The wife had owned a VZ 3.6 wagon for a number of years. It was a trusty, reliable car that was cheap to run, easy to maintain and had a huge cargo capacity. Very handy.
But, she loved going off-road too. She needed a roomy car for her work, which the VZ ably filled, but wanted to go camping with her mates. In short, she lusted for an Adventra.
I remember when they first came out, back when Hannenburgers' Holden was pumping out all sorts of Commodore variants. I had an SS Crewman manual at the time, and never really considered an Adventra. So here I was in 2016, looking at an 2006 LX6 (top of the range) car with 160,000km on the clock and a smiling French owner for just $6300. Lets just say the wife was very keen and pretty much insisted that I at least take a look at it. It was a two-owner car, and much to my surprise was in immaculate condition. Originally from country WA, the French family had bought it from its original owner in order to tour the state, and were now heading home and were keen to off-load it for much cheaper than I would have thought it was worth. The only fault I could find was a leaky radiator, which they had fixed before the cash exchanged hands. Wifey was happy, and the VZ wagon went to a new family for not much less than she bought it for a few years earlier.
As an LX, it was a Calais-spec car that retailed for about $55k new. This included full leather interior, cruise control, 10-speaker, 6-stacker stereo, volts and oil pressure gauge, climate control, and seat back DVD players to name a few. A nicely appointed interior with very comfy seating for five. It also featured 17-inch alloy wheels with a full sized spare, sunroof, and also had a full sized bullbar, spotties and UHF CB as fitted by the previous owner. Not bad for $6k.
As a Holden fan I was aware of the issues with the 3.6-litre V6 - but like any engine, if its not well maintained it will surely fail. The engine had a good service history and the car drove well. Given that we got it for such a good price (they go for upwards of $10k these days), I didn't mind spending a few bucks on new tyres, struts (the rear suspension is self-levelling and required OE spec Munroe struts) and bushes. Other than that it was just regular servicing. I must say that the self-levelling suspension worked brilliantly (given how much stuff she lugged around. So... much... stuff...)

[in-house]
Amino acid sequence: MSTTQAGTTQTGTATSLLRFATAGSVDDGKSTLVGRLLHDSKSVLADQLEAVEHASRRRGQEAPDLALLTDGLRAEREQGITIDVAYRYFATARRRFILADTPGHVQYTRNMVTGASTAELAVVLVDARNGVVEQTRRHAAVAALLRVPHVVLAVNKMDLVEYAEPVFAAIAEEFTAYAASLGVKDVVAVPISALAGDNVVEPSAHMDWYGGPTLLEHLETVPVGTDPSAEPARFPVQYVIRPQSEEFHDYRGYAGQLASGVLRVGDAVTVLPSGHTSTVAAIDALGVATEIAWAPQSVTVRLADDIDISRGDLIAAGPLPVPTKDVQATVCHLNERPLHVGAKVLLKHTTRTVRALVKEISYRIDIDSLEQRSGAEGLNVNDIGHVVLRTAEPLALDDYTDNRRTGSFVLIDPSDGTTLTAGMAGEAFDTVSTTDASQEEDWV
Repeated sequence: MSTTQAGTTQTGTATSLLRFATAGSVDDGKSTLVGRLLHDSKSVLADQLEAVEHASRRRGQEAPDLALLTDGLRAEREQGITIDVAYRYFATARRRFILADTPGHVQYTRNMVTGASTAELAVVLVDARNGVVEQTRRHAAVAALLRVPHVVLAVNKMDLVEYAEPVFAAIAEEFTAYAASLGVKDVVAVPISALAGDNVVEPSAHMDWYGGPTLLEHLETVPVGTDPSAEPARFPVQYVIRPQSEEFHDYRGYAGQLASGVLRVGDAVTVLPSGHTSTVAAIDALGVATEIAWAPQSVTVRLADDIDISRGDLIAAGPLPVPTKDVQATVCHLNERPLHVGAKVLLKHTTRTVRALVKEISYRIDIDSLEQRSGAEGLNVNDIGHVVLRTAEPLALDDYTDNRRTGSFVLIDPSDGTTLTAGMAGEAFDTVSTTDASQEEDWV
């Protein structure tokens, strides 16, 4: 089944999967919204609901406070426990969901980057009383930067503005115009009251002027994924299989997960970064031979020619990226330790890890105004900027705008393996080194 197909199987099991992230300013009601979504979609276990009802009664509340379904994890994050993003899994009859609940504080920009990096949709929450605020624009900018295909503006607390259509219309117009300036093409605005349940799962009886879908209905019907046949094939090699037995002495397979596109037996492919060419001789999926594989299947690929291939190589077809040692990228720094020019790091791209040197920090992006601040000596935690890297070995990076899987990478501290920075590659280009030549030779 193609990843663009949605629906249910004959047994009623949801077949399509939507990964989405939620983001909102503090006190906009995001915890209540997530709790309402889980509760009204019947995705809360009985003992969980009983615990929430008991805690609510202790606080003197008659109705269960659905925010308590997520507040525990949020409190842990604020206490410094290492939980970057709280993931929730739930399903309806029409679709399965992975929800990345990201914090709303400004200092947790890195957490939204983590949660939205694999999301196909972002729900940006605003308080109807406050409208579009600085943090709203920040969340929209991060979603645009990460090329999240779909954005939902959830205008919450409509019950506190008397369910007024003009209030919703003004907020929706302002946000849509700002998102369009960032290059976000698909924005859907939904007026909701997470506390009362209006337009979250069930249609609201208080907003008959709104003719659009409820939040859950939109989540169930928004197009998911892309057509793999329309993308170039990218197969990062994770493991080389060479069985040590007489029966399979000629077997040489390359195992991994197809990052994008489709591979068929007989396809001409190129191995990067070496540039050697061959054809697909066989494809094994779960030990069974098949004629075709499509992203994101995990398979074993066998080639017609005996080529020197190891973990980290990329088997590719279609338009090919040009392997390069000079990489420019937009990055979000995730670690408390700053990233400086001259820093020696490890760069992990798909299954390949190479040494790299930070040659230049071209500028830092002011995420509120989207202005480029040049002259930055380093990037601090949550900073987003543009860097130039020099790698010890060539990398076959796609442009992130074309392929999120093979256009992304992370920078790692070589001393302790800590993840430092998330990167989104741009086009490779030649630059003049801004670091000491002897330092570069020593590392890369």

Over the next few years, the Addy lugged the wife's gear to work and back every day, travelled all over WA and took her camping out bush with her mates, with the car surprisingly handling off road conditions that one would not normally taking a Commodore onto. It would use around 12 litres per 100 kilometres around town and would drop into the low 10s on the open road. It loved the revs and could overtake easily if one used a touch of planning. She loved it, it was a part of the family and we planned to keep it for some years.
Unfortunately, in December last year she got clipped by a drink driver on her way home from her Saturday night ambo work. Luckily she wasn't hurt, but the Addy was a write off. Yes the missus had a tear in the eye. Insurance paid out $10k for the market value insured car that we bought for $6k. With no decent ones on the market at the time, we bought a Suby and it thus far has proven to be a trouble free car - as was the Addy.
MORE: Everything Car Culture
MORE: Everything Holden